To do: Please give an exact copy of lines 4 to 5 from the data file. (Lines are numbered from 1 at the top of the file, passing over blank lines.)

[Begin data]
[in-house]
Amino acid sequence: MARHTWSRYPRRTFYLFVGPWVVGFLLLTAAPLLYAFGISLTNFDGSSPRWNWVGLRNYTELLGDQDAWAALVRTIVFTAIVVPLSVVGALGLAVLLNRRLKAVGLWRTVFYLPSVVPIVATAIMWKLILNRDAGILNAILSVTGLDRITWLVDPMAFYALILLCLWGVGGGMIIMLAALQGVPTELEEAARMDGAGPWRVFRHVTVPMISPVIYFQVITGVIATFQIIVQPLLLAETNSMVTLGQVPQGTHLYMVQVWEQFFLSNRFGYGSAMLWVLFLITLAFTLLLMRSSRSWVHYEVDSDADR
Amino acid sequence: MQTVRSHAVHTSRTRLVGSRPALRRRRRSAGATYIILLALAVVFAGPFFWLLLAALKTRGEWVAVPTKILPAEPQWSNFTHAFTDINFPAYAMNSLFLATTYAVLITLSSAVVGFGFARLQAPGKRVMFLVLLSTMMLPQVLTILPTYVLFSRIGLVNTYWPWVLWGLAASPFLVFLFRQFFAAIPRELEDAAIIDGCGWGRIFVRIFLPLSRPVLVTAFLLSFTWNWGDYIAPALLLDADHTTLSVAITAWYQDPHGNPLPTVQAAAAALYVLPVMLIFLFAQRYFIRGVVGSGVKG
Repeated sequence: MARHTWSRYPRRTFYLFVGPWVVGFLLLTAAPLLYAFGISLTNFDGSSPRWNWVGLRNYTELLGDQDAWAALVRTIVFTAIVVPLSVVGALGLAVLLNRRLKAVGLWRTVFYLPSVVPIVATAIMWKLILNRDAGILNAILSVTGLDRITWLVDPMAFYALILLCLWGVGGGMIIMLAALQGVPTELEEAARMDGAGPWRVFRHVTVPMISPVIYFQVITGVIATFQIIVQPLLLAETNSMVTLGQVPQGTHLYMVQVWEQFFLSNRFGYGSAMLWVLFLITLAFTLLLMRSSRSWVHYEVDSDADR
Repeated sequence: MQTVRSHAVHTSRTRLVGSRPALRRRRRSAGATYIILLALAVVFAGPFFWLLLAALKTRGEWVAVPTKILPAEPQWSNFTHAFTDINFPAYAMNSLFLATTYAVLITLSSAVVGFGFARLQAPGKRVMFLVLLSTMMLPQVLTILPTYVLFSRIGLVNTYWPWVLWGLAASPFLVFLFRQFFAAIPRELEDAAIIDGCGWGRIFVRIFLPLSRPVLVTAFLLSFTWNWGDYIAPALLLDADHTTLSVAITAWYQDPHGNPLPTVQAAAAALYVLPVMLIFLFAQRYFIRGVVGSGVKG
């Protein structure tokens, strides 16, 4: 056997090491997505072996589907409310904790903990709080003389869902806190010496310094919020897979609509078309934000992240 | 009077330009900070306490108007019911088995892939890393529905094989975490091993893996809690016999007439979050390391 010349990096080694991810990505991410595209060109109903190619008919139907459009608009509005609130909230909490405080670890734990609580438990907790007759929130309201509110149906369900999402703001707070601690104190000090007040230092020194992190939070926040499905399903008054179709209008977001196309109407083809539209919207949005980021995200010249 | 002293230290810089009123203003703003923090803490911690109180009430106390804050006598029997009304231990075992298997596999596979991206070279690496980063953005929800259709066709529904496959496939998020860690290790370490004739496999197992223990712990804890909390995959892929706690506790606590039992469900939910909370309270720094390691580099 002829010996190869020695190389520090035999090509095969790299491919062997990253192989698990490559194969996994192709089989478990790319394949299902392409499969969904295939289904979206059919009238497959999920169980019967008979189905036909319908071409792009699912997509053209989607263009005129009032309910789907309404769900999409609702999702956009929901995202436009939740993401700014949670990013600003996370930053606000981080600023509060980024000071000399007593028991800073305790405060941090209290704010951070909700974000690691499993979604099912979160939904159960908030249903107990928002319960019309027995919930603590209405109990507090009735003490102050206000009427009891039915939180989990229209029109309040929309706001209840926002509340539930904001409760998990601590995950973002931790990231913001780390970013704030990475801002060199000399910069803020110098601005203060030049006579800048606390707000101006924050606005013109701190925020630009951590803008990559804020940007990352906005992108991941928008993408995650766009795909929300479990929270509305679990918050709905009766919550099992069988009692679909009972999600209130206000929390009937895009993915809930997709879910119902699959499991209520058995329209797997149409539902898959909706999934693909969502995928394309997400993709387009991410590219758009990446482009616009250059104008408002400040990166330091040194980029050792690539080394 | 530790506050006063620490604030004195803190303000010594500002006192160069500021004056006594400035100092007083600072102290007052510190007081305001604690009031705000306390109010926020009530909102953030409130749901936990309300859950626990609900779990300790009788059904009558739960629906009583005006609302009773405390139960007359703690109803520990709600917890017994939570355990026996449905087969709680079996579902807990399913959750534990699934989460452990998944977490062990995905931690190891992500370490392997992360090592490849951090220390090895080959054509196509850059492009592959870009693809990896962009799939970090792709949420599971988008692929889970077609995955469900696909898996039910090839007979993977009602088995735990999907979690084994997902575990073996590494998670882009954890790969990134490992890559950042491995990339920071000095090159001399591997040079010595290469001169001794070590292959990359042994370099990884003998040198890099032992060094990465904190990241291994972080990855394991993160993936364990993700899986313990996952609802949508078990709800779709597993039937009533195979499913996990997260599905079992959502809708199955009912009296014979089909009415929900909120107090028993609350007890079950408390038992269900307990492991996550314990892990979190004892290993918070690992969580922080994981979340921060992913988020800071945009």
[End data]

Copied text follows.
Repeated sequence: MARHTWSRYPRRTFYLFVGPWVVGFLLLTAAPLLYAFGISLTNFDGSSPRWNWVGLRNYTELLGDQDAWAALVRTIVFTAIVVPLSVVGALGLAVLLNRRLKAVGLWRTVFYLPSVVPIVATAIMWKLILNRDAGILNAILSVTGLDRITWLVDPMAFYALILLCLWGVGGGMIIMLAALQGVPTELEEAARMDGAGPWRVFRHVTVPMISPVIYFQVITGVIATFQIIVQPLLLAETNSMVTLGQVPQGTHLYMVQVWEQFFLSNRFGYGSAMLWVLFLITLAFTLLLMRSSRSWVHYEVDSDADR
Repeated sequence: MQTVRSHAVHTSRTRLVGSRPALRRRRRSAGATYIILLALAVVFAGPFFWLLLAALKTRGEWVAVPTKILPAEPQWSNFTHAFTDINFPAYAMNSLFLATTYAVLITLSSAVVGFGFARLQAPGKRVMFLVLLSTMMLPQVLTILPTYVLFSRIGLVNTYWPWVLWGLAASPFLVFLFRQFFAAIPRELEDAAIIDGCGWGRIFVRIFLPLSRPVLVTAFLLSFTWNWGDYIAPALLLDADHTTLSVAITAWYQDPHGNPLPTVQAAAAALYVLPVMLIFLFAQRYFIRGVVGSGVKG